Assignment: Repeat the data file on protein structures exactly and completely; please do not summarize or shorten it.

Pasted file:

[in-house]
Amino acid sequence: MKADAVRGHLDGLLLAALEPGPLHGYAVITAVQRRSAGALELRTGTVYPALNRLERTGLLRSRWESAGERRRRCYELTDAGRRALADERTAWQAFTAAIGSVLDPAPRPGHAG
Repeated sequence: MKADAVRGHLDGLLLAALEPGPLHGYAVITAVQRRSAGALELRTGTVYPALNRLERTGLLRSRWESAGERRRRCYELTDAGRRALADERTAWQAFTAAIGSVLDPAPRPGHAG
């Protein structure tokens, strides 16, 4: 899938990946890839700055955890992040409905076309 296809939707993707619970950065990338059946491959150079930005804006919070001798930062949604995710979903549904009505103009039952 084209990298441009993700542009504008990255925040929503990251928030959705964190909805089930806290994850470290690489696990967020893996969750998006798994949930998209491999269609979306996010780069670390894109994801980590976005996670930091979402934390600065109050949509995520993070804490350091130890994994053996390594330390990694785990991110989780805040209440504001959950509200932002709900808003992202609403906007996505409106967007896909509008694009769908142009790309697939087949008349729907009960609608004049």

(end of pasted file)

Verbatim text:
[in-house]
Amino acid sequence: MKADAVRGHLDGLLLAALEPGPLHGYAVITAVQRRSAGALELRTGTVYPALNRLERTGLLRSRWESAGERRRRCYELTDAGRRALADERTAWQAFTAAIGSVLDPAPRPGHAG
Repeated sequence: MKADAVRGHLDGLLLAALEPGPLHGYAVITAVQRRSAGALELRTGTVYPALNRLERTGLLRSRWESAGERRRRCYELTDAGRRALADERTAWQAFTAAIGSVLDPAPRPGHAG
């Protein structure tokens, strides 16, 4: 899938990946890839700055955890992040409905076309 296809939707993707619970950065990338059946491959150079930005804006919070001798930062949604995710979903549904009505103009039952 084209990298441009993700542009504008990255925040929503990251928030959705964190909805089930806290994850470290690489696990967020893996969750998006798994949930998209491999269609979306996010780069670390894109994801980590976005996670930091979402934390600065109050949509995520993070804490350091130890994994053996390594330390990694785990991110989780805040209440504001959950509200932002709900808003992202609403906007996505409106967007896909509008694009769908142009790309697939087949008349729907009960609608004049």